By GREG STOLLER
Points get awarded for building a rapport in business. And true business success is achieved over time, not from a deft 15-minute PowerPoint or promising initial meeting.
For more than 20 years, I’ve mentored entrepreneurs from all walks of life trying to bring their ideas to market, and during this time I have also run my own company. Substance always proves the winning hand.
One of my MBA teams recently learned the hard way during the finals of a worldwide competition, however, that style points matter, too. The competition played host to business schools from across the globe, separately assuming the role of financiers backing entrepreneurs. Our five-person team was selected from across a 15-person field in the fall semester via a local contest, and then they successfully competed against six other b-schools at the regional level. Last weekend, the team battled against other 12 regional winners at the worldwide finals. Within each competition are three timed stages, which successively knock out players.
The team did nearly everything right in both planning and execution … except for one minor detail: failing to establish a rapport through effective salesmanship from the get-go.
In a bona fide effort to tackle the toughest issues first, the team immediately began discussing funding needs. From a theoretical, even technical, perspective, this was the correct strategy. Once successfully negotiated, everything else outside of “the money” should be comparatively easy to figure out.
Well, not exactly. Even in this age of “e” everything, where smartphones are seemingly surgically attached appendages, the business world still operates through person-to-person interactions. Being nice doesn’t always make you finish last, either. Their strategic miscalculation to talk business first cost them further advancement to the final stage. To be fair to the process, other teams pursuing the same tack also suffered a similar fate in the competition, except ours lost by a single judge’s vote.
In academic circles or in the business world, there is a certain je ne sais quoi to get the balance of style vs. substance consistently right. On one hand are slick presenters who could seemingly sell ice to an Eskimo. Their approach works well because their passion makes you want to become a customer. On the other are brilliant technocrats glued to their laptops, but who routinely forget to say “good morning” to co-workers. They’re talented, too, but sometimes better served working in the back office, out of client sight.
Here are some thoughts to remember when connecting the dots:
- Life isn’t fair: On preparation alone, this team deserved to be in the winner’s circle of the competition. They put in more time than likely any other group, and had the knowledge to back it up. But because they jumped the gun too soon in terms of talking money, their master plan to finish on a positive, feel-good note, because they were tackling the issues from toughest to easiest, unexpectedly unraveled. Sometimes you just have bad luck,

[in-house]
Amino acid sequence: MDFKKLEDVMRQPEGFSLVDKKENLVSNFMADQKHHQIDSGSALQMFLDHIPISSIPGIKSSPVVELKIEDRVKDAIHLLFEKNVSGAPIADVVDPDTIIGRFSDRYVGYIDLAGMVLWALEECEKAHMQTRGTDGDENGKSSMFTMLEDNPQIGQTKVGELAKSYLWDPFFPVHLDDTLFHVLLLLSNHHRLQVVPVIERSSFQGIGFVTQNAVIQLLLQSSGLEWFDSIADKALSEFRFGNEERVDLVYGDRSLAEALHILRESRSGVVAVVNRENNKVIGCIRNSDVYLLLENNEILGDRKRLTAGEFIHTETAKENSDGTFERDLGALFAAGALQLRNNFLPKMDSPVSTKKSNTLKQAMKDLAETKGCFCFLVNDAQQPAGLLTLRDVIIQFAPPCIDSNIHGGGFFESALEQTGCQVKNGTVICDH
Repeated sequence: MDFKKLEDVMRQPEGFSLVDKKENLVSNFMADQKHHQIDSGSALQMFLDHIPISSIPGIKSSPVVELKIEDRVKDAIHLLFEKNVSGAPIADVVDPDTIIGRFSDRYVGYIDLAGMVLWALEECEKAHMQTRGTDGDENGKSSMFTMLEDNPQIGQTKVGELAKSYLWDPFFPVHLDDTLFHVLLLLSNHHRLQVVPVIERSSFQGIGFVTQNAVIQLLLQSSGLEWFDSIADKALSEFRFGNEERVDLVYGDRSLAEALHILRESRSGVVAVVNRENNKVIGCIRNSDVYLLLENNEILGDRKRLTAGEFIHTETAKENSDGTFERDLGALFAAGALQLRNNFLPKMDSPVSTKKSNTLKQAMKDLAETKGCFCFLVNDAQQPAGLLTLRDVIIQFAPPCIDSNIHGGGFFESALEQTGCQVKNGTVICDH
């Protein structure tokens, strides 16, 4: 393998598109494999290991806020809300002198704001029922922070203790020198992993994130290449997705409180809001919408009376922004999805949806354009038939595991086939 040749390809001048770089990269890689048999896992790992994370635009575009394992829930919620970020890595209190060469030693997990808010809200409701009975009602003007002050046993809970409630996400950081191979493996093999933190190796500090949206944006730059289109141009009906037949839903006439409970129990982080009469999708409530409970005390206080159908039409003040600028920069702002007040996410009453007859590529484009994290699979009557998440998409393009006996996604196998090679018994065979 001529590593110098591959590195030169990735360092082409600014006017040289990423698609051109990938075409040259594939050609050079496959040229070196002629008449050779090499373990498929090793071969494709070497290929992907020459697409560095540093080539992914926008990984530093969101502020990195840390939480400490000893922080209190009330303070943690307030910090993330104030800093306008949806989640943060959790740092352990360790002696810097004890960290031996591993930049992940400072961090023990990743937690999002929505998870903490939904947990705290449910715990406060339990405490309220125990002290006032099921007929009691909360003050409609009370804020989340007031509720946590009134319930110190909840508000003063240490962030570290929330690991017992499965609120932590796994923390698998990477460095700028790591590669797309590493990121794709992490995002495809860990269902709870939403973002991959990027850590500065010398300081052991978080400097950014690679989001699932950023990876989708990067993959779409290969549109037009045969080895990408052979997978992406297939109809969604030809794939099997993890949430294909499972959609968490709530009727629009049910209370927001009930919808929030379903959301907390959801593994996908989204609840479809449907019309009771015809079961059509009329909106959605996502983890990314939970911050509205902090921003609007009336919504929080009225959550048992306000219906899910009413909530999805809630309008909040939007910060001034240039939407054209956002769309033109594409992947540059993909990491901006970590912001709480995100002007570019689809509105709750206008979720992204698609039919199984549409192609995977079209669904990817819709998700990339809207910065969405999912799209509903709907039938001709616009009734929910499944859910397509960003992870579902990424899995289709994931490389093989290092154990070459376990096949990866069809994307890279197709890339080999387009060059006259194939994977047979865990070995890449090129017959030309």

- Read the signs: Especially when a plan is well thought out and everyone trusts it in their gut, no one wants to be the one to cry foul or recommend deviating from it. We’ve all been there. But it’s vital to read the signs coming from those across the table and change the strategy on the fly. In the initial stages of the competition, the team received some pushback about why they chose to talk funding so early. They ignored the questions and non-verbal cues, as the same strategy had worked flawlessly for them during the semi-finals. Every situation is different.
- It’s not where you start the race but rather finish it: Most entrepreneurs will get involved with multiple ventures during their career. So over time, people will amass knowledge and learn from their past mistakes. As each of these students graduates and goes into business, I know they’ll respectively shine—they already have academically over their eight months of preparation for the competition. Fortunately, successful entrepreneurs don’t become such from a flash-in-the-pan moment or a short-term “get rich quick scheme” type mentality. Everyone also loves seeing those gray hairs around the boardroom table.
Style and process are important and shouldn’t be ignored, even in favor of substance. You probably shouldn’t propose to someone based on the first few dates, even if you’re convinced you’ve finally found Mr. or Mrs. Right. Put the time in to prepare for any business interaction and objectively monitor each step of the process.
There continues to be no substitute for experience and the longer you’re in business, the more everything will become second nature. Resist the urge to be trapped in perpetual myopia, and don’t forget to ask the person sitting next to you in your office about their weekend plans. You might end up wanting to join them.
Greg Stoller is a Senior Lecturer, and is actively involved in building entrepreneurship, experiential learning and international business programs at Boston University’s Questrom School of Business.